2015 GSA Annual Meeting in Baltimore, Maryland, USA (1-4 November 2015)

Paper No. 59-1
Presentation Time: 1:35 PM


DE PAOR, Declan G., Old Dominion University, Norfolk, VA 23529, ddepaor@odu.edu

Google Earth can be viewed as a stand-alone application or embedded in a web page using the Google Earth application program interface (API). The API version offers many advantages but requires installation of a browser plugin which has been deprecated effective December 12, 2015. Plugins allow computers to run code that the browser application itself cannot read and are considered a security risk. They date back to Netscape and Mozilla describes them as legacy technology. The Google Earth plugin is already blocked by some browsers such as Chrome and Waterfox. Meanwhile, a WebGL-accelerated virtual globe technology called Cesium is being rapidly developed by the open source code community.

Cesium is a JavaScript library designed for HTML5 that draws 2D maps, 2.5D Columbus views, and 3D virtual globes without a browser plugin. It combines features familiar to users of Google Maps and Google Earth but also accesses tiled terrain imagery from Web Map Services (WMS), Tile Map Service (TMS), OpenStreetMaps, Bing, and Esri.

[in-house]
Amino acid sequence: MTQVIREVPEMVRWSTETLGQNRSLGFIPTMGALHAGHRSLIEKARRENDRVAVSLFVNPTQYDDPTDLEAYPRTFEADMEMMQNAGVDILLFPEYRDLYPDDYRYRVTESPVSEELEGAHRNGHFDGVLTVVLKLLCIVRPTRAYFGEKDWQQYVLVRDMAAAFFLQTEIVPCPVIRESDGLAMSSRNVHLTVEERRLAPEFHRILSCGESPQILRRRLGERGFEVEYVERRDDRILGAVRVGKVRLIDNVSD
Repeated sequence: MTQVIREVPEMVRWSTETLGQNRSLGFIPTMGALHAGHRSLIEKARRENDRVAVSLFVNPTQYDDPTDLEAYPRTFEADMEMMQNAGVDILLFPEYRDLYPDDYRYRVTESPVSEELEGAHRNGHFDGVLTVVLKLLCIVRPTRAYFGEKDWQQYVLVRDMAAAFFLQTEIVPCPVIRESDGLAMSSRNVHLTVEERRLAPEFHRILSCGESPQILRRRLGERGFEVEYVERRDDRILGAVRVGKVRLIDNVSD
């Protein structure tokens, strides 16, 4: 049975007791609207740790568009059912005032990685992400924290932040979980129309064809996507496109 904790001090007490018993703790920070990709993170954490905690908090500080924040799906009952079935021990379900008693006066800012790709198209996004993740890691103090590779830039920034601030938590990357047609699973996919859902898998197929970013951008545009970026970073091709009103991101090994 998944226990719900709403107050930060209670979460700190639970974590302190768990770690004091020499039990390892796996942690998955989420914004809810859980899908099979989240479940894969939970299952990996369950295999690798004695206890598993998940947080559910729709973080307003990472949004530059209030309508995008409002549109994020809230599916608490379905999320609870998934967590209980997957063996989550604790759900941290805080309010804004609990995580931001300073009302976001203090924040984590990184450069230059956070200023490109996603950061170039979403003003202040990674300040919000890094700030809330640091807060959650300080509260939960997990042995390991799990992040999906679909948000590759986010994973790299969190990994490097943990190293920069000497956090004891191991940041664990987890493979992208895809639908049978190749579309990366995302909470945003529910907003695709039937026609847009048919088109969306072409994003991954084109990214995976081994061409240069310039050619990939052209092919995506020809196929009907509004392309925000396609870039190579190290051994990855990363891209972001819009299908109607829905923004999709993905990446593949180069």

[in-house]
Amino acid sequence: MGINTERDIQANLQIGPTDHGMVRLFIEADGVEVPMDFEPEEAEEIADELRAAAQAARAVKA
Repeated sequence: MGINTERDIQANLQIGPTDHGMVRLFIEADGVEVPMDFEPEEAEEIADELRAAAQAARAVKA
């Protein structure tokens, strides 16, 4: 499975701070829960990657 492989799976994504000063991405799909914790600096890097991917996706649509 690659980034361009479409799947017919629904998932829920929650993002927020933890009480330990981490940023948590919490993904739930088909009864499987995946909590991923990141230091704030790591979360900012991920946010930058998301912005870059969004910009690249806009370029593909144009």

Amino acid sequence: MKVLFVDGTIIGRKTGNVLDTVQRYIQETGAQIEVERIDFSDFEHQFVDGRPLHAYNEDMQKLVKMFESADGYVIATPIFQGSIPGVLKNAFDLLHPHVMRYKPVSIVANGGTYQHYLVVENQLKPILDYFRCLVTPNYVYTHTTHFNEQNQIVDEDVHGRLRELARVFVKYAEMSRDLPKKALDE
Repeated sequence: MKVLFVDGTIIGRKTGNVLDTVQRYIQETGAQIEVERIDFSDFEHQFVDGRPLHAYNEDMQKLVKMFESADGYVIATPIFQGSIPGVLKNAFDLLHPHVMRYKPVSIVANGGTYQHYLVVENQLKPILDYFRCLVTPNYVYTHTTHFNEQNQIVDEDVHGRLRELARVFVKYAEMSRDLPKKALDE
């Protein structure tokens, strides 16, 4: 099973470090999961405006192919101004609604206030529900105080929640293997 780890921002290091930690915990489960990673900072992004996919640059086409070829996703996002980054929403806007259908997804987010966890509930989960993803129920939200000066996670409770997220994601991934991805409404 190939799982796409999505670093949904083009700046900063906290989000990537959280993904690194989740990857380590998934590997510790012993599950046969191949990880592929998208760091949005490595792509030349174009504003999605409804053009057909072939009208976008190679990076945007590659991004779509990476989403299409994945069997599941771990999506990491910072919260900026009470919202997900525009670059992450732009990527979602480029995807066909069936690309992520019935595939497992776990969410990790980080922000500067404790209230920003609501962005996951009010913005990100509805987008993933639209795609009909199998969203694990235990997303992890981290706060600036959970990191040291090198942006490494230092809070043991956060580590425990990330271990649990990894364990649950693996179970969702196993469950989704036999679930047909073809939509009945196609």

Cesium language (CZML), which is based on JavaScript Object Notation (JSON) enables time sequenced, data driven, graphical scenes to be created and shared without writing compiler code. Vector data are drawn with GeoJSON and TopoJSON, and 3D or 4D (animated) models can be added by converting COLLADA models to OpenGL Transmission Format (glTF). Most Keyhole Markup Language (KML) elements have been translated to CZML. There is support for virtual reality headsets such as Oculus Rift, augmented reality controllers such as Leap Motion, and the Google Web Toolkit (GWT). Most exciting for geoscientists are support for GPS tracks, 4D chloropleth maps, and a “ground-push” feature that allows sub-surface browsing. A number of geoscience projects are porting from the Google Earth API and NASA World Wind to Cesium, notably NASA iSat and Vesta Trek, and GPlates Web Portal. New applications are developed in a live, JavaScript/HTML/CSS editor called Cesium Sandcastle.